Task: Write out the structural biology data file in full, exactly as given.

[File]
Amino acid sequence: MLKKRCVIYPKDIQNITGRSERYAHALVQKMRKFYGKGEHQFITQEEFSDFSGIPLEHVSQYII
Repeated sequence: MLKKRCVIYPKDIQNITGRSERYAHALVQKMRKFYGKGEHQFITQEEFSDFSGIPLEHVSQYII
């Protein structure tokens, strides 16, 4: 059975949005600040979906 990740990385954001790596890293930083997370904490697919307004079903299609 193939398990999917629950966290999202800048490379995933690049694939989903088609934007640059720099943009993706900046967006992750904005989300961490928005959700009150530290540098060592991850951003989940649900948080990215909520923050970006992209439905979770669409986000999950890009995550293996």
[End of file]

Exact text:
Amino acid sequence: MLKKRCVIYPKDIQNITGRSERYAHALVQKMRKFYGKGEHQFITQEEFSDFSGIPLEHVSQYII
Repeated sequence: MLKKRCVIYPKDIQNITGRSERYAHALVQKMRKFYGKGEHQFITQEEFSDFSGIPLEHVSQYII
């Protein structure tokens, strides 16, 4: 059975949005600040979906 990740990385954001790596890293930083997370904490697919307004079903299609 193939398990999917629950966290999202800048490379995933690049694939989903088609934007640059720099943009993706900046967006992750904005989300961490928005959700009150530290540098060592991850951003989940649900948080990215909520923050970006992209439905979770669409986000999950890009995550293996």